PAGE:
Rehoboth Mayor calls satanist group his friends amid nativity scene controversy


Rehoboth Beach Mayor Paul Kuhns described the First State Satanists as his friends in response to an email the group sent to the city in support of their position to not allow a nativity scene at the Bandstand. 

Rehoboth Beach Mayor Paul Kuhns; Nativity Scene at the Bandstand

WGMD News submitted a Freedom of Information Act (FOIA) to the City of Rehoboth Beach requesting all emails pertaining to the nativity scene at the Bandstand.

Among over 60 emails, many in opposition to the city’s position, was a letter from First State Satanists supporting the city’s position. 

Krys Johnson, Communications Director for the City of Rehoboth Beach, forwarded the email to Mayor Kuhns who replied and wrote: “My friends!!!”

“We wish to extend our gratitude for your continued support of separation of church and state,” the satanist group wrote to city officials. 

Johnson sent the group’s remarks to both Mayor Kuhns and City Manager Sharon Lynn, writing “God Bless America.”

“It has nothing to do with the city’s feeling on Christianity or any other religion,” Mayor Kuhns claimed in an earlier interview with WGMD’s Rob Petree. “It has to do with the city policy about putting any kind of display, whether commercial, non-commercial, religious, or non-religious, on city property.”

St. Edmond Catholic Church was forced to remove a nativity scene they placed at the Bandstand last year, sparking sharp controversy in the city.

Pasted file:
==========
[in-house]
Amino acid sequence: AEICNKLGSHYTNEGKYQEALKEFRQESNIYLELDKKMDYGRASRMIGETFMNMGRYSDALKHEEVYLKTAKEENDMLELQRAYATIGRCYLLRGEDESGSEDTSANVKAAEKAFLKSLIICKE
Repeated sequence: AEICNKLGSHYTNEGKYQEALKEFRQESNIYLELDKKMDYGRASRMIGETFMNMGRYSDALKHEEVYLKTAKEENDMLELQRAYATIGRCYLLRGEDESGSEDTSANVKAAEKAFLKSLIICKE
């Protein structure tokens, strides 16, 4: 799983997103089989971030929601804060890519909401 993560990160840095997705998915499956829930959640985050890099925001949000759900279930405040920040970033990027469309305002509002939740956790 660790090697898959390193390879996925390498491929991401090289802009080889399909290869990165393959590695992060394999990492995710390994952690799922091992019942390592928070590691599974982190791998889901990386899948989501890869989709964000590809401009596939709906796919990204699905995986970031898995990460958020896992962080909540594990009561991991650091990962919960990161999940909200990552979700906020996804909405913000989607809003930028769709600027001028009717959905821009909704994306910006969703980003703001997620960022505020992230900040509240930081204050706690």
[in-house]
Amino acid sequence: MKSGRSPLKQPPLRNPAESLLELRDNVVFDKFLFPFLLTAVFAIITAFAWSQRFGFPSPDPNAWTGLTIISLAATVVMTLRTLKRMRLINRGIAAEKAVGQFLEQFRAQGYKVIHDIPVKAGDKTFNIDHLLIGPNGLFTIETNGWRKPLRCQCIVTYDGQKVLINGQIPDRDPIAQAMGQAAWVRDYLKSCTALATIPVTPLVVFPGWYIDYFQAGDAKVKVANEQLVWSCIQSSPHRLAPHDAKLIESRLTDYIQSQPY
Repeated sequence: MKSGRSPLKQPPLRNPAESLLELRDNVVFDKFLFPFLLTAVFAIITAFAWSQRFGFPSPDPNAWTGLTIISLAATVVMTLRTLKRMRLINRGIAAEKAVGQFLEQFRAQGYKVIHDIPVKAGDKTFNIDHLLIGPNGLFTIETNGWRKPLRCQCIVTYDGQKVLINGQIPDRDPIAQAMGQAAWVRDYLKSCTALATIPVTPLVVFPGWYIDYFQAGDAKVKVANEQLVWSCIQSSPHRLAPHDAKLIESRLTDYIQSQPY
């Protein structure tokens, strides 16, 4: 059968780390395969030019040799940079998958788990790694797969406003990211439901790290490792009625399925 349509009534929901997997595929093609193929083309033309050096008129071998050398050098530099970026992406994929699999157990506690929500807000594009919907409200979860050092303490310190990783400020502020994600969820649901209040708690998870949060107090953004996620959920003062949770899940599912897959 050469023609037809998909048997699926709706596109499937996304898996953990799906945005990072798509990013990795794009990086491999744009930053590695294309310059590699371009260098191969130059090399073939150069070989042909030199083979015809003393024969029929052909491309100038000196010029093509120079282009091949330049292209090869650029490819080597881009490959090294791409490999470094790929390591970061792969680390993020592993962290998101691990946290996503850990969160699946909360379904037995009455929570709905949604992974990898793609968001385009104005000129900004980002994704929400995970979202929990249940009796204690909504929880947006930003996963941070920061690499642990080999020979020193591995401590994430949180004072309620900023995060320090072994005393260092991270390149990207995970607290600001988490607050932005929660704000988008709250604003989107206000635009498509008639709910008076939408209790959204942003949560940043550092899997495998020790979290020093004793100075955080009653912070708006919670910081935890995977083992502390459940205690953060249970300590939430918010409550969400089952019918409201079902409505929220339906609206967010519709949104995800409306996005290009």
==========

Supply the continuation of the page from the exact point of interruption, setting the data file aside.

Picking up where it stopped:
Father William Cocco, of St. Edmond, spoke out against the city’s decision last year and is continuing to do so this year after news broke of the city’s position over a month ago.

“We weren’t involved in any negotiations this fall,” Father Cocco told WGMD’s Rob Petree. “ They simply came to us and said it couldn’t go up but according to the City Manager, and I was told by council people, that all of these groups they talked to said they had no problem with the creche being up.”

Despite Mayor Paul Kuhns assertion that he and other city officials met with local faith-based leaders to come to a comprise earlier this year, Father Cocco said that wasn’t the case and that the city did not involve his church in any negotiations and did not invite him to any such meeting.

Mayor Kuhns said he couldn’t understand why Christians would be deeply offended over his position in an interview with our Rob Petree last month. 

“I don’t understand why Christians would be deeply offended,” Mayor Kuhns said. “We are basically saying that on public property, with public resources comes public responsibility and this seperation of church and state is the city’s decision.”

The City gave Father Cocco the option of having the nativity scene displayed outside the Chamber of Commerce on Rehoboth Avenue, blocks away from the foremost gathering spot of the Bandstand near the beach.

Father Cocco said it was suggested that if he “just agreed to it being in front of the Chamber of Commerce, then this could all end.”

“Maybe that’s true, I don’t know,” Father Cocco said. “But then I wouldn’t be doing what I believe to be the right thing. Christmas is about the birth of a man named Jesus Christ – that is an undisputed fact – that’s what Christmas is all about.”

It still remains unclear where the nativity scene will be placed.